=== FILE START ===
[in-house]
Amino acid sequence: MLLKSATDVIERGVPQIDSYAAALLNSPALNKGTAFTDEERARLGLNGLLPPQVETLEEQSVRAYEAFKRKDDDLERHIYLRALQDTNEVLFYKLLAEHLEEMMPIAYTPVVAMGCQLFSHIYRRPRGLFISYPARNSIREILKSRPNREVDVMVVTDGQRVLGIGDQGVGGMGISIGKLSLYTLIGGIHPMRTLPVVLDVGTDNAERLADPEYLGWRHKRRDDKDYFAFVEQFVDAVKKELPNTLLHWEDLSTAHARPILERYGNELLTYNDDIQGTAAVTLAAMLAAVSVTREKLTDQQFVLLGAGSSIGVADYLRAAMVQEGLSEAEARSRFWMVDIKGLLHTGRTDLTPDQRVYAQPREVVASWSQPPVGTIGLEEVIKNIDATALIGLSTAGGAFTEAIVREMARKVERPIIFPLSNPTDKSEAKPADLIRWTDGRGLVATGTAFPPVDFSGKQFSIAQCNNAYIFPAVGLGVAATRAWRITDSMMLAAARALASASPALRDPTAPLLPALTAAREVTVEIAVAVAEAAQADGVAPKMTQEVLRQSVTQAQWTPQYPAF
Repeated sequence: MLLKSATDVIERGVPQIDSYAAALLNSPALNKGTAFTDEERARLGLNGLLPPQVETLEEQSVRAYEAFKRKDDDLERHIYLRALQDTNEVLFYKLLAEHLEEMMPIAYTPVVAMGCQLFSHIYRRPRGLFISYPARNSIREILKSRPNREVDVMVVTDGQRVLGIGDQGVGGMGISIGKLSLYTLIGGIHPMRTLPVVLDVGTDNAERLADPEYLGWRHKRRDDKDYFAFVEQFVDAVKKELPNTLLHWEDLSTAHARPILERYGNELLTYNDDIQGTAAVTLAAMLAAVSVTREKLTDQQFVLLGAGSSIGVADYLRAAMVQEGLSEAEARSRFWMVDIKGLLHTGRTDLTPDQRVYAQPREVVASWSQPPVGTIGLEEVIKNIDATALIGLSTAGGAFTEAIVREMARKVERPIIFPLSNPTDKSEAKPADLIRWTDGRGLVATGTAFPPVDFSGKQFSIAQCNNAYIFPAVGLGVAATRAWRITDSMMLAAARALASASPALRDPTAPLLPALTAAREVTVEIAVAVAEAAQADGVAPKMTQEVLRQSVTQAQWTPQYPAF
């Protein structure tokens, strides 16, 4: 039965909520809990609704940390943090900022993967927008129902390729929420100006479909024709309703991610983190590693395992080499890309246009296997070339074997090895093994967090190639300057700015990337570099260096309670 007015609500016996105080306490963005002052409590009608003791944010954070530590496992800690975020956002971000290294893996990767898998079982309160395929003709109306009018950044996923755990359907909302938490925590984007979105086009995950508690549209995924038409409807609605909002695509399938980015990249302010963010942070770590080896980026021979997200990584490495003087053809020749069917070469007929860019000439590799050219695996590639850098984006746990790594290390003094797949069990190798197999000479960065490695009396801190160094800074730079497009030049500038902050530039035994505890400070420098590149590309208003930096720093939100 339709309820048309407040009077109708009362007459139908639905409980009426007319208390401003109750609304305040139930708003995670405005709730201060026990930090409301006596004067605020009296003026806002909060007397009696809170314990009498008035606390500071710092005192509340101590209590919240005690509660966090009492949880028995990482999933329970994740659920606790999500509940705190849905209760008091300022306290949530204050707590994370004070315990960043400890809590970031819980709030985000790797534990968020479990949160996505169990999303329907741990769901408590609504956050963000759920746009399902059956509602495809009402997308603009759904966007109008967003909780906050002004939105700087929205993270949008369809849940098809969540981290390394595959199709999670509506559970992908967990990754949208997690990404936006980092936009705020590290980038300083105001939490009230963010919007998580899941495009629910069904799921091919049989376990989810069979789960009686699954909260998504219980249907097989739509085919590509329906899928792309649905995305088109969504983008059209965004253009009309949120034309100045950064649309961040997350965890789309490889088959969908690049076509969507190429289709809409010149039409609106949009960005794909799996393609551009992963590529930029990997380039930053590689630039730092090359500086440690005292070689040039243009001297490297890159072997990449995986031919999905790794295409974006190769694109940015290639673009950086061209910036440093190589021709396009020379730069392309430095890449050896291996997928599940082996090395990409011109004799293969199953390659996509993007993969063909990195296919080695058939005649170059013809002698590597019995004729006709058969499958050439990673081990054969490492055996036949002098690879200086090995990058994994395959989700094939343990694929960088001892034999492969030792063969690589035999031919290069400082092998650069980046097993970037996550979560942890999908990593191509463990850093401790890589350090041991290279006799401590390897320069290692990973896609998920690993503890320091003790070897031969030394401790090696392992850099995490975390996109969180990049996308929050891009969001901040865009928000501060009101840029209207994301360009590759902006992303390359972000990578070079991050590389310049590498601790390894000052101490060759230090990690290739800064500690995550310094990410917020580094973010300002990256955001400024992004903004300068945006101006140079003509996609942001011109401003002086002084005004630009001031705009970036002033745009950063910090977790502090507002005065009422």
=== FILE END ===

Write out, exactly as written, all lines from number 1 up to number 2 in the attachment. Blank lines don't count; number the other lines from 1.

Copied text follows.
[in-house]
Amino acid sequence: MLLKSATDVIERGVPQIDSYAAALLNSPALNKGTAFTDEERARLGLNGLLPPQVETLEEQSVRAYEAFKRKDDDLERHIYLRALQDTNEVLFYKLLAEHLEEMMPIAYTPVVAMGCQLFSHIYRRPRGLFISYPARNSIREILKSRPNREVDVMVVTDGQRVLGIGDQGVGGMGISIGKLSLYTLIGGIHPMRTLPVVLDVGTDNAERLADPEYLGWRHKRRDDKDYFAFVEQFVDAVKKELPNTLLHWEDLSTAHARPILERYGNELLTYNDDIQGTAAVTLAAMLAAVSVTREKLTDQQFVLLGAGSSIGVADYLRAAMVQEGLSEAEARSRFWMVDIKGLLHTGRTDLTPDQRVYAQPREVVASWSQPPVGTIGLEEVIKNIDATALIGLSTAGGAFTEAIVREMARKVERPIIFPLSNPTDKSEAKPADLIRWTDGRGLVATGTAFPPVDFSGKQFSIAQCNNAYIFPAVGLGVAATRAWRITDSMMLAAARALASASPALRDPTAPLLPALTAAREVTVEIAVAVAEAAQADGVAPKMTQEVLRQSVTQAQWTPQYPAF